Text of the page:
US firefighter Tony Grider has died a month after a doing the ice bucket challenge near power lines.
Grider and a fellow Kentucky firefighter suffered electric shocks as they poured water on the local University’s marching band for the ALS ice bucket challenge.
The 41-year-old died on Saturday of injuries sustained during the incident.
Eric Johnson from Supporting Heroes said in a statement: “It is with deep regret we notify you of the line-of-duty death of Campbellsville, Kentucky Fire Captain Tony Grider.
"Please keep the Grider and Campbellsville Fire families in your thoughts and prayers,”
Grider is survived by his wife Gena, and five children.
He said the family and fire department are grateful for the support from fellow firefighters across the nation, hospital staff and Supporting Heroes.
Grider and fellow Campbellsville firefighter Simon Quinn, 22, were standing on the fire truck’s ladder when it got too close a power line and the resulting shock saw both men taken to University of Louisville hospital.
22-year-old Quinn was released from the hospital on September 15. Two other firefighters who came to their aid were also injured, but have since recovered.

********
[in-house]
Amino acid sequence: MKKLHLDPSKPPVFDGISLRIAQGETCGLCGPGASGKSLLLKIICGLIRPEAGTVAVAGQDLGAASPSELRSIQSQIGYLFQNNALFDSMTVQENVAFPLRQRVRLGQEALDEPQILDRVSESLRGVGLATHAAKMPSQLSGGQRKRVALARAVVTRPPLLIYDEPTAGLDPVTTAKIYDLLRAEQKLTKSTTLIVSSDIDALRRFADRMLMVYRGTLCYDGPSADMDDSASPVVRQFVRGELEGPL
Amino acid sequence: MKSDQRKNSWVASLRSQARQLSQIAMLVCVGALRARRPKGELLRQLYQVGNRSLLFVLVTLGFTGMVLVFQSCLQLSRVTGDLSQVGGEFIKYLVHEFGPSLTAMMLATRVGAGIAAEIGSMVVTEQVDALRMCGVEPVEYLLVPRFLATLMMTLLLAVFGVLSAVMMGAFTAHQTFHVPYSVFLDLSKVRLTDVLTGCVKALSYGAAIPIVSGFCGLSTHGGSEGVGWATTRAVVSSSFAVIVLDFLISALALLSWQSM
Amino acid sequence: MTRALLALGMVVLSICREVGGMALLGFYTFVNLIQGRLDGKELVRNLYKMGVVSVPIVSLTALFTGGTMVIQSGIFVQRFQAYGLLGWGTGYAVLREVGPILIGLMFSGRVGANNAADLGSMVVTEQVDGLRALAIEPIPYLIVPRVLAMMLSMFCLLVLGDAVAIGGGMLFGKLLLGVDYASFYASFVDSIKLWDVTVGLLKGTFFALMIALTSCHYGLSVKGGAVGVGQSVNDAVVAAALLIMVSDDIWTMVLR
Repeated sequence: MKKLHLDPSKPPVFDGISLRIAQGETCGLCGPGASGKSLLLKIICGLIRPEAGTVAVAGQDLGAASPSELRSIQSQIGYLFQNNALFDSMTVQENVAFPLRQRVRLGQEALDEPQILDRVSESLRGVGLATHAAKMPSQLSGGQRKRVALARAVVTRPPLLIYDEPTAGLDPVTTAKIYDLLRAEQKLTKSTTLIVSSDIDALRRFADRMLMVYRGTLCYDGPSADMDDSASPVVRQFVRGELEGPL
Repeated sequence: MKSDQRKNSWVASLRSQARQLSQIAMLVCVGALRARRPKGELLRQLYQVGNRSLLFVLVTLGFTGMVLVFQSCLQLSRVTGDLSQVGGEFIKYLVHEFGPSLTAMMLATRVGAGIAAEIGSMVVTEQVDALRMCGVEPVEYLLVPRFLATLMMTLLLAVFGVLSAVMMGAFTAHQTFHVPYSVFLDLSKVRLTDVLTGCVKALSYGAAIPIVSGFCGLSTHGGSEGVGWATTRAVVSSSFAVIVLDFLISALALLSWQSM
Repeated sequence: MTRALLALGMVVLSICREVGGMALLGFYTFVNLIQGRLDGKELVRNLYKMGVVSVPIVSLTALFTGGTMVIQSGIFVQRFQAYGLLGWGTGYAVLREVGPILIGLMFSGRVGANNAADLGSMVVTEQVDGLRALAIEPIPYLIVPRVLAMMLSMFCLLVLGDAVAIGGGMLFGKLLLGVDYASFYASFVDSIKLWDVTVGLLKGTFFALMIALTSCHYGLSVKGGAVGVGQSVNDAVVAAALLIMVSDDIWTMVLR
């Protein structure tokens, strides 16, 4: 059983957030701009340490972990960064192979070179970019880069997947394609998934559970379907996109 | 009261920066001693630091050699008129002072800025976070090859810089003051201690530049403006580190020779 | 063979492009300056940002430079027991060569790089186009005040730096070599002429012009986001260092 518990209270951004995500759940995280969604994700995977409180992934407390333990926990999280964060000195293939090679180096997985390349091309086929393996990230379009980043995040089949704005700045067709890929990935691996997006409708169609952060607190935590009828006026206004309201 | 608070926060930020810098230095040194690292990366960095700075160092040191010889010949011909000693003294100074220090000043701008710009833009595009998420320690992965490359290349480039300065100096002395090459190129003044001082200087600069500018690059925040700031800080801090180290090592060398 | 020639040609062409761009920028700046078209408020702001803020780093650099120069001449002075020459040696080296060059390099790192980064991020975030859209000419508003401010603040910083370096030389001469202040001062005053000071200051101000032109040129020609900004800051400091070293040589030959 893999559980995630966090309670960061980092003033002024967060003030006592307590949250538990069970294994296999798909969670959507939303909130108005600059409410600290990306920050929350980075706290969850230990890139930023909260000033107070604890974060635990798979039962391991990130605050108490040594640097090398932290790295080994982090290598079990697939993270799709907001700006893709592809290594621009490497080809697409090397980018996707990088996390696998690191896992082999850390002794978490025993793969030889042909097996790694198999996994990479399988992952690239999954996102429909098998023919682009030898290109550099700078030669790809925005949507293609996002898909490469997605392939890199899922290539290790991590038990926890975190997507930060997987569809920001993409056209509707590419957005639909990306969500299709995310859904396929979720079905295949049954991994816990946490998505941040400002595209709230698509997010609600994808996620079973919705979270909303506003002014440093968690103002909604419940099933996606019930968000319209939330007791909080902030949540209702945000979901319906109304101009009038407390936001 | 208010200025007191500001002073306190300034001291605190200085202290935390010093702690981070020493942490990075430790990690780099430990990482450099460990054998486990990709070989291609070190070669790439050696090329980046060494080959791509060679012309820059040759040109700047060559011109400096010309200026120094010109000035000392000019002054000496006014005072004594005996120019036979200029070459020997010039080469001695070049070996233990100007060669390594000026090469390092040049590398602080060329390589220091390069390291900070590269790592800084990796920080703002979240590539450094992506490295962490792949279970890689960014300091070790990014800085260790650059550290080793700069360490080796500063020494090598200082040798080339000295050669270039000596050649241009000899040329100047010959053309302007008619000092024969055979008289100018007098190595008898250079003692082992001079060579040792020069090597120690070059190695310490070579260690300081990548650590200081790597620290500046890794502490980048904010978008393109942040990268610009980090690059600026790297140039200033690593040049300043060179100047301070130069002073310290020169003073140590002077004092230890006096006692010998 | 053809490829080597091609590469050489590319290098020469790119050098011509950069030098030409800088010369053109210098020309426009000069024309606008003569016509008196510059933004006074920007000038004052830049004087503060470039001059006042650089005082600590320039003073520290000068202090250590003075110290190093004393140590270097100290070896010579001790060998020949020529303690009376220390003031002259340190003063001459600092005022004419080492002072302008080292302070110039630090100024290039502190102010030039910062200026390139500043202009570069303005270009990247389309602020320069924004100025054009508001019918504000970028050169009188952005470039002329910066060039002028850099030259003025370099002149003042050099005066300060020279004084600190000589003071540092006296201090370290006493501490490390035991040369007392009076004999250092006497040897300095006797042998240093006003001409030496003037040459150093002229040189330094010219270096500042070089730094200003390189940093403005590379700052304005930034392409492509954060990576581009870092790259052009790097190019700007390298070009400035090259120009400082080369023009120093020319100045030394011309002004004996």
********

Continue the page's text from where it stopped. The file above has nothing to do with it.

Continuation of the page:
"These injuries were very severe and both firefighters have fought extremely hard to overcome them," Smith said.
This is the first death directly caused by the ice bucket challenge, last month’s viral video sensation designed to raise awareness for motor neurone disease.
There have been, however, a series of incidents in which the charitable craze has thought to have endangered lives.
It is suspected that Cameron Lancaster, an 18-year-old from Scotland, took the ice bucket challenge before he drowned in a disused quarry last month.
A Belgium man was left critically injured after being doused with hundreds of gallons of water by a low-flying plane.
The challenge's co-founder Corey Griffin drowned last month following a diving accident off the coast of Massachusetts.